How to Inspire Your Child to Learn a Music Instrument

As parents, we often would like to offer our kids the chance to become good at something that we never had the chance or opportunity to become ourselves. Kids don’t always share the same motivation or inspiration yet. But what can we do to encourage and inspire them to willingly activate their interest in learning a musical instrument?

Today we will look at the key elements to inspire your child to become a curious, ambitious and dedicated music student.

Surround Their Environments With Instruments

Most people have random instruments laying around at home. Perhaps a hidden acoustic guitar in the basement or an old piano at granny’s place.

Have these instruments visible as your child grows up. They familiarise themselves with their environments and add these objects to “Who I Am”, even if they don’t play them yet and can just look at them.

I remember my mom made sure that her instruments were just visible to us. She didn’t mind if we tried out a few keys on the piano or stare at her guitar. It was present in our lives and it became a part of “Who We Are”.

My sister went on to play the piano and I chose the direction of string instruments both by choice.

Since you might have thoughts about how to guide and support your child to choose the right instrument, I wrote an article about it that will help you with your decision.

Regularly Play or Practice an Instrument Yourself

If you play an instrument yourself, that would already be a foot in the door. Kids are mesmerised by the rhythm and structure of music and pay automatic attention to a musician.

Just pick a few strings once in a while. You will know that you have your kids’ attention as soon as they start asking you to play more often or they will start to bring the guitar to you.

Present Musical Idols to Them

We all need to find the people that inspire us for different things. The only difference between us adults and kids are that they don’t always have access to finding their role models other than family members, and they need guidance in making the right choices.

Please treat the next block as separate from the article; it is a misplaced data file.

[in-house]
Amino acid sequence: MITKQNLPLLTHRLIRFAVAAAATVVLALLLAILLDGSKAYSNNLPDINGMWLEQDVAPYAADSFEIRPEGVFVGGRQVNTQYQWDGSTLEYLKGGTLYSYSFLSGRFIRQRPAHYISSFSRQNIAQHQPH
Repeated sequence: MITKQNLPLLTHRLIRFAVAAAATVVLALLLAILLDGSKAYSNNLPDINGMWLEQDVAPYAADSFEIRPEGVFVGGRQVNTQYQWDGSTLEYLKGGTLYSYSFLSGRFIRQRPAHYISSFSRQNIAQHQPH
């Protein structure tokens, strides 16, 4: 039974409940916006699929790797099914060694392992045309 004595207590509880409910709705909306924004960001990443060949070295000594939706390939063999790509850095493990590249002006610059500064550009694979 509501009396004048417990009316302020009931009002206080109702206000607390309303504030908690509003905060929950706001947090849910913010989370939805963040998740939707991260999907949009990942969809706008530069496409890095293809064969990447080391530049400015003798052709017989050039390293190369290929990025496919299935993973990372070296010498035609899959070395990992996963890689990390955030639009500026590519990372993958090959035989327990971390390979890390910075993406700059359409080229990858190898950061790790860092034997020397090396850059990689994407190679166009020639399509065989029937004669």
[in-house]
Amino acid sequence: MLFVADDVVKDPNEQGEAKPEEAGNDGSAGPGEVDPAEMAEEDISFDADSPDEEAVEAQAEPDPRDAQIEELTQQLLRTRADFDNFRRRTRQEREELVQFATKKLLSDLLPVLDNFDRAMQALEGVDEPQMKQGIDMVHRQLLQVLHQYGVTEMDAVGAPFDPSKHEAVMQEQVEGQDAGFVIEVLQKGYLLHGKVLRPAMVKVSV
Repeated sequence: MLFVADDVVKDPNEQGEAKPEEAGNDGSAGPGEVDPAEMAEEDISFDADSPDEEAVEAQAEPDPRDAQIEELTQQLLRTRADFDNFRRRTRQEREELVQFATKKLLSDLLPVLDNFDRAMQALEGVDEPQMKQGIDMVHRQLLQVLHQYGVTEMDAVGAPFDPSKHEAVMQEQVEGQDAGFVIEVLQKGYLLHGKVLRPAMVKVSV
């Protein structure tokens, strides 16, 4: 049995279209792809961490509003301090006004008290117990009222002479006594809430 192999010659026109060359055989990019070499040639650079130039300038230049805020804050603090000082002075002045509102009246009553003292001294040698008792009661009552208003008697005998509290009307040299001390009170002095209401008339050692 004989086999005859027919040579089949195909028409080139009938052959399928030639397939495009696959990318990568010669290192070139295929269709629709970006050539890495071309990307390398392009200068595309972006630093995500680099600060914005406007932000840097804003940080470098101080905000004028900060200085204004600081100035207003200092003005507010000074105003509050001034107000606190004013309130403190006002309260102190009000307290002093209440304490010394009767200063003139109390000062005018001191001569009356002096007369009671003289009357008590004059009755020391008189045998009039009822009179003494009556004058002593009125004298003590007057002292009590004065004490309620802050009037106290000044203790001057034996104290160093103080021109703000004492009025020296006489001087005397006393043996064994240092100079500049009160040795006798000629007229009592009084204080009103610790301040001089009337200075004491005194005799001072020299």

It’s our job as parents to guide our kids to follow safe and inspirational artists that present a positive influence.

Be open to scrapbooking and posters on the walls of their favourite stars. This is all part of the journey and process of becoming a musician.

Take Them to Music Concerts

Music concerts are an ideal chance to encourage curiosity. Use it as a family outing. Perhaps an acoustic park where there’s space for a picnic and other kids to play and engage with. Make this an unforgettable experience, irrelevant to our intentions as adults.

Use the way there to play music in the car, and sing together. And the way back for reflection and what they liked or disliked about their day.

I remember attending a dramatised musical about Buddy Holly when I was 8 years old. His story left such an impact on my motivation in my life which I will never forget it. It took place in a state theatre and felt warm, loved and comfortable.

All these components are key to being open-minded.

Check out the cool clip below. One can’t help but feel inspired. It taught me that life has highs and lows and that we should push through the challenges by finding solutions.

This post was written and posted by De Wet from on 04.02.2023. The content was stolen from me if this blog post is seen anywhere else.

The Buddy Holly Story

Pay a Visit to a Local Recording Studio

Search for your local studio and give them a call to hear if you are allowed to pop by. Tell them that you would just like to show your child what it looks like since you they’re interested in becoming a musician and just need to put the vision in place.

This is such an eye-opening experience to see how artists are being recorded and how it looks inside that people are inspired just by this type of visit. Not many studios would allow this, but you will never know if you don’t ask.

I still manage to visit the recording studio where I made my recording and I am always greeted and welcomed with open arms. I love walking in and seeing all the records against the walls and various artists coming and going. It is an unforgettable experience and one that we should be open to sharing with our kids as inspiration.